*15*), square root terms are also present, resulting in loose bounds. On the other hand, the RT based on the original LT provides a tighter estimation of the phase error rate thanks to the bound in Eq. 20. More precisely, the square root terms in Eq. 20 include detection probabilities, which decrease as the channel loss increases, while for the other two bounds, the square root terms are constant, and thus, the high performance is maintained by using the bound in Eq. 20. Last, we remark again that the RT framework is general and can be applied to other QKD protocols as well, as shown in the Supplementary Materials.

## DISCUSSION

Security proofs of QKD have to consider source imperfections in the theoretical models. Fortunately, SPFs, THAs (*12*–*16*), and mode dependencies have been considered together very recently in (*18*). In this work, we have introduced a general framework to deal with pulse correlations, which are the last pieces required for securing the source. Our framework is compatible with those security proofs that incorporate other source imperfections, and therefore, it can be used to guarantee implementation security with flawed devices by combining it with MDI-QKD (*5*) and the results in (*18*). We remark that the decoy-state method (*2*–*4*) has not been considered in this work, and therefore, the imperfections of the intensity modulator have not been addressed. However, these imperfections could be straightforwardly included in our framework. The key idea for dealing with pulse correlations is interpreting the information encoded in the subsequent pulses as side-channel information. By doing so, we have shown that, as long as the magnitude of the correlations is small, a secret key can still be obtained even when there are correlations over a long range of pulses. Moreover, our framework can be directly applied in combination with existing security proofs such as the GLT protocol (*18*), the GLLP type security proofs involving the quantum coin idea (*19*–*21*), and the numerical techniques recently introduced in (*22*–*24*).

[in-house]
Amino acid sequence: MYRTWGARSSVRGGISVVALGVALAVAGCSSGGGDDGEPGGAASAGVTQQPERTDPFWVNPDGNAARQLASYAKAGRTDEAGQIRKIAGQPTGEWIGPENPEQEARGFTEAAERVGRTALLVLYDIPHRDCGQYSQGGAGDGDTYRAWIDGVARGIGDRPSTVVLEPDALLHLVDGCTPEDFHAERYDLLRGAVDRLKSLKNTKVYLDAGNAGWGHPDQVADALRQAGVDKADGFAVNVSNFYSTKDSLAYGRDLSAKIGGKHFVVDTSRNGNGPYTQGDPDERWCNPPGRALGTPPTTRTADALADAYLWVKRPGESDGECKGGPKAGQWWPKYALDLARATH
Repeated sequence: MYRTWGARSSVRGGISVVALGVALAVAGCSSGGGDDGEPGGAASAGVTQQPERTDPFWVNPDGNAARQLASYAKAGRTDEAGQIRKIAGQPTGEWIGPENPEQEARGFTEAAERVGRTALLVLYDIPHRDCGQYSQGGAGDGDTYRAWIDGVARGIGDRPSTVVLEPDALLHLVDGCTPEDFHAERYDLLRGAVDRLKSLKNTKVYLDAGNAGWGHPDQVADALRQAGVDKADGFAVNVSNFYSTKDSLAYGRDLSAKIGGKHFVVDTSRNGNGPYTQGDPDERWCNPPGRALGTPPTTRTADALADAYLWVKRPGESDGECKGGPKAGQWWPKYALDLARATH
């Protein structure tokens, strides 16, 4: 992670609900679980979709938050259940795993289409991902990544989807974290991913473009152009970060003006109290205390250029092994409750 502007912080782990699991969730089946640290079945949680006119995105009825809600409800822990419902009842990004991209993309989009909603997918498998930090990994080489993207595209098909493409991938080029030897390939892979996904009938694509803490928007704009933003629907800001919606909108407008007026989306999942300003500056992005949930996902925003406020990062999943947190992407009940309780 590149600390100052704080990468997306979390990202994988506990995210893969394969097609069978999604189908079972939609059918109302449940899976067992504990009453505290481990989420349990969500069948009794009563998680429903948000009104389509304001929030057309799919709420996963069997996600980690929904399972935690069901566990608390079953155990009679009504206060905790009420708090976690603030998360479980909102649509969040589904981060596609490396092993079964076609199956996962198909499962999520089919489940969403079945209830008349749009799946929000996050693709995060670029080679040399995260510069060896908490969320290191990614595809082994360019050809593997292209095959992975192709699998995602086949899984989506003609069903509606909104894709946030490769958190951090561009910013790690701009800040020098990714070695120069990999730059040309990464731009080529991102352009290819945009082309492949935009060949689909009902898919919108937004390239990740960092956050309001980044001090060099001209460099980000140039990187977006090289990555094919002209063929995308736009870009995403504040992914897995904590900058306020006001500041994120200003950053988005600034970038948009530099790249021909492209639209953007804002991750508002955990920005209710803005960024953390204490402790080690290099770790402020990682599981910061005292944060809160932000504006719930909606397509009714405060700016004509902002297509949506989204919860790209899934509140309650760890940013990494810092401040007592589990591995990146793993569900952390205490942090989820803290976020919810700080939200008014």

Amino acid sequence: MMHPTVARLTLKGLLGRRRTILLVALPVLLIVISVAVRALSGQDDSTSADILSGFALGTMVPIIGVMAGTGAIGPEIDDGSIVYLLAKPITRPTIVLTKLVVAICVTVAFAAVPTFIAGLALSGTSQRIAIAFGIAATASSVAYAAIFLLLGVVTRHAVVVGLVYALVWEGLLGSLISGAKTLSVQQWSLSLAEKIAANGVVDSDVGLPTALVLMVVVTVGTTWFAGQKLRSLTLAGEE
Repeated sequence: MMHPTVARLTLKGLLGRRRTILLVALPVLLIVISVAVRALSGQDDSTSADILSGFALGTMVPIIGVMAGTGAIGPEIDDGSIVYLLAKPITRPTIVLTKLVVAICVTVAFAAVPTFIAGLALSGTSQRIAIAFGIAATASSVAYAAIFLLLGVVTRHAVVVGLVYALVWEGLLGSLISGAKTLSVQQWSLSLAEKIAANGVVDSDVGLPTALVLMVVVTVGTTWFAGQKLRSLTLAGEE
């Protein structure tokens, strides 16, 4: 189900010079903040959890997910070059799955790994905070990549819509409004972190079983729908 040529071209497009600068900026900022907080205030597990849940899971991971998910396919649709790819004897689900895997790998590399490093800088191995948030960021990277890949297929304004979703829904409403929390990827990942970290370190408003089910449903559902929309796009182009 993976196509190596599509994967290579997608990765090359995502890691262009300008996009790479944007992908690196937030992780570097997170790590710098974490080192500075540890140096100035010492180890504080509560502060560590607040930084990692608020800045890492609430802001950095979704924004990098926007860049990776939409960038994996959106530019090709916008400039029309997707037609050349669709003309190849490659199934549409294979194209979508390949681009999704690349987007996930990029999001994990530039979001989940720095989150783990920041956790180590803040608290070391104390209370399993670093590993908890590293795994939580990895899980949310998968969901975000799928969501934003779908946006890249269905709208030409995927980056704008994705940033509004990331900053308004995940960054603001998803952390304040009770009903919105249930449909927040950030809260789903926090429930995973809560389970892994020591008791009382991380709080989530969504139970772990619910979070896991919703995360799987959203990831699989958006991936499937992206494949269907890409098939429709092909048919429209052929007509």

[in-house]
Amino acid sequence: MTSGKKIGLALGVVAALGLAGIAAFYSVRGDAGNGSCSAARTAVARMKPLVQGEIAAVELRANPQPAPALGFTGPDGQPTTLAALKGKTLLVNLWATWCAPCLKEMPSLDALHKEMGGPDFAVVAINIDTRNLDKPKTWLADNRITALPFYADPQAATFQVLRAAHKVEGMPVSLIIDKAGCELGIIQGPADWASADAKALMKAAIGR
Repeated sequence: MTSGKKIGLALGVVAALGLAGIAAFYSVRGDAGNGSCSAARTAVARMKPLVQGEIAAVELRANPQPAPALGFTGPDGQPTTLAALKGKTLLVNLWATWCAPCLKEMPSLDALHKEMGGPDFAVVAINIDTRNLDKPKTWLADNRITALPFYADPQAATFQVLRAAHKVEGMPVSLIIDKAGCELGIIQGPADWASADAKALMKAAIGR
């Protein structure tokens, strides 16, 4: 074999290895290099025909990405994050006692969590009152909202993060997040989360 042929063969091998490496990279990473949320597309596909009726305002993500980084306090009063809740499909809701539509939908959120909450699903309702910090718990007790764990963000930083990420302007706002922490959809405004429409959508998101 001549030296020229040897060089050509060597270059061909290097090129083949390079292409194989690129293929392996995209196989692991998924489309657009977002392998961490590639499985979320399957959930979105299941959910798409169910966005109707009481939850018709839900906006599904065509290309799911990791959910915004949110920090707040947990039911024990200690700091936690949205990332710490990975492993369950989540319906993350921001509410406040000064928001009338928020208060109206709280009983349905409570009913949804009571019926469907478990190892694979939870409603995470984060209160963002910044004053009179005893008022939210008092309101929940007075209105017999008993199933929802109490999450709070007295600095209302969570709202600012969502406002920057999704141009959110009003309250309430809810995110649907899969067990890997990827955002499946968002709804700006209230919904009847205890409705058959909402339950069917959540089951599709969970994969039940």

Furthermore, we have proposed a new framework for security proofs, which we call the RT. It uses reference states that are similar to the states sent in the actual protocol, thus allowing us to determine the parameters needed to prove the security of the latter. The RT is very general, and it can be applied to many QKD protocols. Moreover, it already includes the LT protocol, the GLT protocol, and the GLLP type security proofs as special cases. That is, we are able to reconstruct these security proofs by applying the RT, as shown in the Supplementary Materials. We have demonstrated that most of the source imperfections can be incorporated simultaneously into the RT, and therefore, this technique has been proven to be very useful for guaranteeing the security of practical QKD protocols. In particular, we have shown that for the RT based on the original LT, no information about the side-channel states is required, yet it is an analytical security proof, resulting in a much simpler characterization of the source. In addition, we emphasize that the RT can be applied together with analytical or numerical optimization to estimate an upper bound on the phase error rate, which could result in a higher performance. In this work, we have rigorously proven the security of the RT, and we have provided the sufficient conditions to apply this technique to other QKD protocols (see the Supplementary Materials). We remark that, for the security proof, we have not considered the probabilities to be conditional on the detection events, which is usually important for high performance in the finite-key scenario. Fortunately, thanks to the recently developed Kato’s inequality (*38*), this is not a problem anymore, and it does not affect the performance of the secret key rate even in the finite-key size regime.